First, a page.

ISO50: For Maniac Meat, do you have a full band live? hows that setup? do you bring any synths with you? TOBACCO: It’s always 2 of us, sometimes 3. it can be anything from a weird dj/vj show to a minimal band with a sequenced beat, depending on who’s there. on the september tour, we’re gonna try something new and have more people involved for a few songs. we do bring 1 synth around with us.
ISO50: Who does your album covers? TOBACCO: I’ve done all the album covers. for me, that’s just as important as what’s inside.
ISO50: Something your fans might not know about you? TOBACCO: I don’t like most of the music i get lumped in with. if you give me your cd and tell me it’s all vocoder and synths, i might not listen to it, but if you tell me you sound like Scott Weiland I might be down!
ISO50: Dream gig (location, mood, show opener or closer)? TOBACCO: I dream of the day live shows become all digital like everything else, and we can stay at home, and just be projected like a hologram or something.
ISO50: Do you collect anything? TOBACCO: Madballs. there are only like 12 of them, so if you space it out, it’s the most eco thing you can get into collecting.
ISO50: Favorite new band you’ve heard? TOBACCO: He’s not a band, but Serengeti is the man
ISO50: If you weren’t working with music, where would you work? TOBACCO: Any pizza shop
ISO50: Share a childhood memory that might relate to your music? TOBACCO: Baby stinky was a gross baby puppet that this f*ckjob at the flea market was selling, and i wasn’t allowed to have it because it was too sick. for all these years, i put it up on a pedestal of being the ultimate taboo toy that i could never have because it was way too disturbing for my family back in 1992. i finally found an original one a few years back at a costume store and it was definitely gross, but more awesome-gross than disturbing-gross. and that’s because it was from that time. i think that kind of describes some of my musical ideas, or my album covers. yesterday’s sick shit that becomes today’s art. or something like art.
Stumbled upon a handful of really great posters by Ross Gunter, a London based designer. The posters were designed for Bridging the Gap, a club night and blog in London. My favorites of this set were the 1st and 3rd because of the clear showcase of grid as well as the sheer visual stimulation in each.
Today I find IDM being picked up where it left off but it can’t be called IDM ever again. Either way I can see indie rockers, pitchfork and many blogs loving this “new” sound.
Someone kindly suggested Com Truise the other day in a comment, man this stuff is soo soo good, instrumentally its super tasty like biting into a 7 layer cake made completely out of honey in slow motion.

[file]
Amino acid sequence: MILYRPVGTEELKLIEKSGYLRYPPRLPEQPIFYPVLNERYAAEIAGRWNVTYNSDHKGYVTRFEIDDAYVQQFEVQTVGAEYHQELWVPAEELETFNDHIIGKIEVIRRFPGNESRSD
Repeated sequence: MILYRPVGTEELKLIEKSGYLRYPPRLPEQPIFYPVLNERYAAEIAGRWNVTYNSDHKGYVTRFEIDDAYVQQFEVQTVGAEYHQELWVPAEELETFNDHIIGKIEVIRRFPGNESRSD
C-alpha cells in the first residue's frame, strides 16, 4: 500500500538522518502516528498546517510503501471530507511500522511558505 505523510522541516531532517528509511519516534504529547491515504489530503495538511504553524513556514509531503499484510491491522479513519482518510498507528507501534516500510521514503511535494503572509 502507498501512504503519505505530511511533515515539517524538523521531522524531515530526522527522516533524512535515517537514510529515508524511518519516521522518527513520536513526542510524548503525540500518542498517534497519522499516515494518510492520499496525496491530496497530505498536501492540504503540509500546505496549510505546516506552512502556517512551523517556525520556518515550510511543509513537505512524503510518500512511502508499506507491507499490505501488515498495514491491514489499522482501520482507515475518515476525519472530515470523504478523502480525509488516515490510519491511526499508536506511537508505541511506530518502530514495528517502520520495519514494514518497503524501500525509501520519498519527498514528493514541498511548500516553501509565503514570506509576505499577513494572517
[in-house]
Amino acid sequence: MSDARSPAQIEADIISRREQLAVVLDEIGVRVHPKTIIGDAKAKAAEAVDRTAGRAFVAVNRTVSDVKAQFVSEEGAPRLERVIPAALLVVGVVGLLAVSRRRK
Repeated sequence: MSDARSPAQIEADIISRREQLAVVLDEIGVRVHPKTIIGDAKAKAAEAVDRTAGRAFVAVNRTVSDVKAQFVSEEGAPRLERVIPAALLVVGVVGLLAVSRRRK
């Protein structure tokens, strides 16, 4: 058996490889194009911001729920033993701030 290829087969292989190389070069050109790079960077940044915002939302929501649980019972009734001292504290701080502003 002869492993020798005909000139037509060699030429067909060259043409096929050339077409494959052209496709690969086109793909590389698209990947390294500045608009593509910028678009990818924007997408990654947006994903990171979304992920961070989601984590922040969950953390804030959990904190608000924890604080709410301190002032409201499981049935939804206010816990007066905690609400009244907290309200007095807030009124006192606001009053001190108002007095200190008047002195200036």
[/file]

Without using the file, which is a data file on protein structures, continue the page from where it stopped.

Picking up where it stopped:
This Emeralds track is epic and beautiful, I should of also posted its album cover, the under saturated VHS screenshot like photo is pretty nice.
When I first heard this Gold Panda intro I immediate thought it would draw the Passion Pit crowd but that reference is something that is more relevant to hip teens today. For the long time electronic fans that I think that will enjoy this are the ones that loved early Four Tet magically working with The Field, the samples have a happy tone plus there is more diversity in the back and forth the song offers in the sequencing.
JDSY’s track Lighter has hints of beauty sprinkled all thru the song, the backing for the intro are these shakey breathes, his singing might be the best from a post IDM’er plus the subject he’s singing about isn’t just stuff that makes people want to party but he actually has some substance , and the melody is made up of just oddball sounds that he puts to work and makes them sound great.
One of the things that turns me away from products is when they are slapped with something saying it’s “environmentally friendly” or “green” when its not. If cutting down trees and mining the soils for ore is environmentally friendly then this PC by Design Hara, is exactly that. I get that you could recycle this but do people really buy products (namely electronics) just because they can be recycled?
My initial thought about this PC was of course the design. It fits into the mid-century category by the materials choice. The option of Italian Cypress wood, Canadian Rose wood or even sheep leather really give this the computer it’s substance. The keyboard and even USB drive also really add to it. Maybe next we’ll see a wood-framed monitor. But as cool as this is and as much as I love the mid-century design aesthetic, I would probably only use this as a decoration (enter Mac vs PC debate).
I don’t know quite how to describe Feric Feng. His site describes his work as a “surreal blend of the natural and mechanical” — which is an apt description, if only lacking in deserved adjectives of praise. ‘Gorgeous’, ‘innovative’ and maybe ‘spell-binding’ would be my additions. For me his renderings conjure aspects of the work of Si Scott. Something about the complexity and super minute detail. Such detail that most people probably don’t even perceive the intricacies of the work; rather it just looks “complicated” until you look further and realize how much consideration and attention each element has been given. I have my eye on a few of his prints.